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I came across this word, and couldn't find it in any dictionary.

Example #1: he is willing to allow logicious cavillers and snarling critics to say what they please

Example #2: somewhere and someone 'neither logicious nor musicious'

Example #3: Was this a divided heart, or only, as the logicious say, an undistributed middle?

  • Example #2 is probably a punning wordplay. The others may simply be from writers who meant loquacious – FumbleFingers Oct 20 '15 at 20:54
  • I see some hints that the word may be from another language, possibly French. But I agree with FF that the first and last examples were probably meant to be loquacious and the second is punning or simply an ad-hoc coinage. – Hot Licks Oct 20 '15 at 22:00
  • @HotLicks - I don't think it is from French. The given examples are old texts. 'logiciel' and 'logicieux' mean 'software' in French but that is recent. I don't think the term was used in French before computers were invented. – chasly - supports Monica Oct 20 '15 at 22:10
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Logicious does not appear in the 1971 edition of The Compact Edition of the Oxford English Dictionary, which, together with the continuing rarity of the word, constitutes strong evidence that it doesn't appear in any dictionary of well-established English words.

For fuller context, I offer the following larger excerpts from the OP's three cited sources of logicious. From the "Advertisement" to Thomas Branagan, A Preliminary Essay, on the Oppression of the Exiled Sons of Africa (1804):

With great deference does the author of the following pages submit them to the inspection of a discerning public. To novelty of sentiment, or refinement of composition, he does not pretend. From a slave-trader or a West-India-planter, neither the one nor the other will be expected. If his labour of love obtain the approbation of the genuine friends of religion and humanity, he is willing to allow logicious cavillers and snarling critics to say what they please. If it contribute, in any degree, to the promotion of the good cause in which he has embarked, his end is gained ; he is amply rewarded.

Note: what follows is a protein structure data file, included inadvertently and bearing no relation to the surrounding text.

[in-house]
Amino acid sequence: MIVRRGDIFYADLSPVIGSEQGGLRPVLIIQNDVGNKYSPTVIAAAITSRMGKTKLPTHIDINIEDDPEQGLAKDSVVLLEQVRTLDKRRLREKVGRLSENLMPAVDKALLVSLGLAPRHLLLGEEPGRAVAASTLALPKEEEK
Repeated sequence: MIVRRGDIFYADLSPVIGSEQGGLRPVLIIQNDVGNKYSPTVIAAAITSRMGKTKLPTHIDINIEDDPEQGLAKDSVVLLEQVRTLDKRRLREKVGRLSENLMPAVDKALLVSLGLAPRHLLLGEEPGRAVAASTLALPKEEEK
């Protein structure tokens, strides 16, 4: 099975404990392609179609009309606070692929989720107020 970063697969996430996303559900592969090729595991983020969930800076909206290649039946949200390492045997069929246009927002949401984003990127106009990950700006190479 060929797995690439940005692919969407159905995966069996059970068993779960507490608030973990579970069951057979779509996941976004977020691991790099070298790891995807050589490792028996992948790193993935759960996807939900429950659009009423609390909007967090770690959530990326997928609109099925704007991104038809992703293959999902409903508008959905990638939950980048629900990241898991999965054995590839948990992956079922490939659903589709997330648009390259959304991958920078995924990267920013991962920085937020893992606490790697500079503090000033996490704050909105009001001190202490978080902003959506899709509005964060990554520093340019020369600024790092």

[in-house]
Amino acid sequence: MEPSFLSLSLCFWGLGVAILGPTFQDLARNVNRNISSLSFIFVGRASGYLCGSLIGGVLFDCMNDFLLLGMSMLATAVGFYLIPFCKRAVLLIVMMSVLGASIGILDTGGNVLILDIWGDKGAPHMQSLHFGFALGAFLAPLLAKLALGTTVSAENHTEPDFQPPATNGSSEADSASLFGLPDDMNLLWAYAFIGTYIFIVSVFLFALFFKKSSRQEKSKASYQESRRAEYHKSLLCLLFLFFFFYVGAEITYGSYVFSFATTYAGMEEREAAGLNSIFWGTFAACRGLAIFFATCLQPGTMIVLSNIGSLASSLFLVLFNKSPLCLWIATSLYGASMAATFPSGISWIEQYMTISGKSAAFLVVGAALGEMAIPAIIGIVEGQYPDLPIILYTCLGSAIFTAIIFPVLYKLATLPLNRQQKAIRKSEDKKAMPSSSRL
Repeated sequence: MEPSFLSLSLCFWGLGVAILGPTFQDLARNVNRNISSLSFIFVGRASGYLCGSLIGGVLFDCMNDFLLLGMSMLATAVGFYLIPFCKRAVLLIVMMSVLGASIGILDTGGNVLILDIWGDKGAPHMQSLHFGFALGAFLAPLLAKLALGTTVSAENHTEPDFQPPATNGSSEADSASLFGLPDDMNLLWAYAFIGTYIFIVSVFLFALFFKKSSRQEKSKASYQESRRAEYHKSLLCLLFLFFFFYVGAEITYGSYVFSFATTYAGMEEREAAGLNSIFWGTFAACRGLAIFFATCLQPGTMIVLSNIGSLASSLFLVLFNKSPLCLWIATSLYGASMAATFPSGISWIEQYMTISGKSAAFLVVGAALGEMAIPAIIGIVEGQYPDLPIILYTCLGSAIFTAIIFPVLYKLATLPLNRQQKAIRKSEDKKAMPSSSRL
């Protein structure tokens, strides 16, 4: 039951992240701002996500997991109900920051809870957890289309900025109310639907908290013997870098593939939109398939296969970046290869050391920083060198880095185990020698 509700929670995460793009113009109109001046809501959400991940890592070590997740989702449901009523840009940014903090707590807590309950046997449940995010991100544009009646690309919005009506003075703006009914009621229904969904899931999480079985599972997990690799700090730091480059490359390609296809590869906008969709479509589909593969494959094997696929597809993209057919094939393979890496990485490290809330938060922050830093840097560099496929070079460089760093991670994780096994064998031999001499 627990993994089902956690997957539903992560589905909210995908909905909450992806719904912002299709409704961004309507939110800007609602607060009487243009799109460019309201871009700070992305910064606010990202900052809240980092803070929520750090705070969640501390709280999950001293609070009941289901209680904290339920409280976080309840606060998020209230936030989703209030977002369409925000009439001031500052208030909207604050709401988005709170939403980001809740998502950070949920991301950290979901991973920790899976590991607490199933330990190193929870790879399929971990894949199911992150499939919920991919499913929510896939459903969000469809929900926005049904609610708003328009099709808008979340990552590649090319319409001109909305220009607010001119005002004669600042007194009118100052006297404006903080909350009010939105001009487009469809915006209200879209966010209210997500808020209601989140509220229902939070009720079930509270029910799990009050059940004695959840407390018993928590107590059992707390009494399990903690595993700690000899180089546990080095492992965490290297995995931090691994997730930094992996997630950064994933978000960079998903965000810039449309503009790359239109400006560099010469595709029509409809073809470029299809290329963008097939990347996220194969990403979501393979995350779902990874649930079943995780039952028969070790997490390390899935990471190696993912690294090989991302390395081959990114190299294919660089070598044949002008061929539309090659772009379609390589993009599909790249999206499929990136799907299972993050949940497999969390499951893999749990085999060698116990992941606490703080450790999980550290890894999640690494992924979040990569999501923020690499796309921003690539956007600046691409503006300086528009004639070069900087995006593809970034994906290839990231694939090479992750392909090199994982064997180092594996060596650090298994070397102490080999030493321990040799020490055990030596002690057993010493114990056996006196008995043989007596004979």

From Canadian Bookman, volumes 1–2 (1919) [combined snippets]:

Perhaps there was a special reason for his unattached condition:

CONSTANCY—I have heard him aver, is an authorized impertinence.

Was this bitterness, or only a playful perversion of logic! as thus:—"An authorized constancy is not impertinent. An unauthorized constancy must be impertinent." Was this a divided heart, or only, as the logicious say, an undistributed middle?

And from Peter Dent, Handmade Equations: Poems 2000–2004 (2005) [combined snippets]:

What then? the wild and the unspecific the truly

Unspeakable a perfect eradication but fill in the

Blanks get events no matter how ghostly to mat-

Erialise find that somewhere and someone 'neither

Logicious nor musicious' as a wicked wit had put it

Published in 1804, 1919, and 2005, each of the three examples is roughly a century apart from the next nearest one (or ones). With regard to the most recent instance, from a poem by Peter Dent, I agree with FumbleFingers's comment above that the use of logicious there is more a matter of word play (vaguely alluding to logic, just as musicious presumably alludes to music) than anything else.

The other two examples, however, seem to me to involve serious attempts to produce an adjectival form of logician. Neither of the two earlier instances of the word occurs in the context of any evident admiration for logicians or their arguments, so it may be that the authors were drawn to the form logicious because it carried a hint of the sound of such unadmiring words as capricious, officious, and meretricious. But whether that is the case or not, the use of a word meaning "characteristic of or pertaining to a logician" is entirely suitable in both of these excerpts.

Consider, for example,

...he is willing to allow caviling logicians, practiced in their art, and snarling critics to say what they please.

and

Was this a divided heart, or only—as logicians put it in their analytical patois—an undistributed middle?

In each case the meaning is much the same as in the wording that the author actually chose, but it lacks the flourish that the neologism provides.

I think that Branagan and the author of the Canadian Bookman excerpt use logicious to mean "characteristic of or pertaining to a logician." The word never caught on, but its meaning in these passages seems clear enough.

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I would assume it's from the word "Logician" meaning an expert of logical reasoning. So "somewhere and someone neither logical or musicious" would be appropriate.

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  • Of course, "musicious" doesn't appear to be a "valid" word either. – Hot Licks Oct 20 '15 at 23:26

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